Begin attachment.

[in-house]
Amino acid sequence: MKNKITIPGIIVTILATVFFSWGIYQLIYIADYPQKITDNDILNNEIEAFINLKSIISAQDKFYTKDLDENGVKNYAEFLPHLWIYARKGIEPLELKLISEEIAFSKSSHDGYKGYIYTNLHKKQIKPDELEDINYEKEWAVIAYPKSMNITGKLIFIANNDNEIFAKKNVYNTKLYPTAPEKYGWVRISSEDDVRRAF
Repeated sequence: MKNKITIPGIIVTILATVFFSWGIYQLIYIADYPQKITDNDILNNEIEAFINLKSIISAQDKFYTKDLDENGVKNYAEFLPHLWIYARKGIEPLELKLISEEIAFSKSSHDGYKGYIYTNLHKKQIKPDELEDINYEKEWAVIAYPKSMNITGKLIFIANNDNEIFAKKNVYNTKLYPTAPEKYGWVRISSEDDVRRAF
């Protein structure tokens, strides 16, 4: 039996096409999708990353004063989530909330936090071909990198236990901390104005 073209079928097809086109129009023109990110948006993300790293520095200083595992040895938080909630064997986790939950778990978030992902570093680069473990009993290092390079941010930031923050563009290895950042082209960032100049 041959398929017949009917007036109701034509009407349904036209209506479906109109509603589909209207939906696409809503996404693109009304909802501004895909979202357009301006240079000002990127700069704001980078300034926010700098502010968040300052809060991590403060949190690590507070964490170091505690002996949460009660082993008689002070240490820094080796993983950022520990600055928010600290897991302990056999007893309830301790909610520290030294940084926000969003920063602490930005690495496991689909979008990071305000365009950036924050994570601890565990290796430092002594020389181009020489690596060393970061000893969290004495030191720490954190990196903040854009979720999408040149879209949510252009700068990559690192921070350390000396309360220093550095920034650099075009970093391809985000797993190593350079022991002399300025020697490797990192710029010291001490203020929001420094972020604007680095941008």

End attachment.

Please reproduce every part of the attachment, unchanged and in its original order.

[in-house]
Amino acid sequence: MKNKITIPGIIVTILATVFFSWGIYQLIYIADYPQKITDNDILNNEIEAFINLKSIISAQDKFYTKDLDENGVKNYAEFLPHLWIYARKGIEPLELKLISEEIAFSKSSHDGYKGYIYTNLHKKQIKPDELEDINYEKEWAVIAYPKSMNITGKLIFIANNDNEIFAKKNVYNTKLYPTAPEKYGWVRISSEDDVRRAF
Repeated sequence: MKNKITIPGIIVTILATVFFSWGIYQLIYIADYPQKITDNDILNNEIEAFINLKSIISAQDKFYTKDLDENGVKNYAEFLPHLWIYARKGIEPLELKLISEEIAFSKSSHDGYKGYIYTNLHKKQIKPDELEDINYEKEWAVIAYPKSMNITGKLIFIANNDNEIFAKKNVYNTKLYPTAPEKYGWVRISSEDDVRRAF
């Protein structure tokens, strides 16, 4: 039996096409999708990353004063989530909330936090071909990198236990901390104005 073209079928097809086109129009023109990110948006993300790293520095200083595992040895938080909630064997986790939950778990978030992902570093680069473990009993290092390079941010930031923050563009290895950042082209960032100049 041959398929017949009917007036109701034509009407349904036209209506479906109109509603589909209207939906696409809503996404693109009304909802501004895909979202357009301006240079000002990127700069704001980078300034926010700098502010968040300052809060991590403060949190690590507070964490170091505690002996949460009660082993008689002070240490820094080796993983950022520990600055928010600290897991302990056999007893309830301790909610520290030294940084926000969003920063602490930005690495496991689909979008990071305000365009950036924050994570601890565990290796430092002594020389181009020489690596060393970061000893969290004495030191720490954190990196903040854009979720999408040149879209949510252009700068990559690192921070350390000396309360220093550095920034650099075009970093391809985000797993190593350079022991002399300025020697490797990192710029010291001490203020929001420094972020604007680095941008």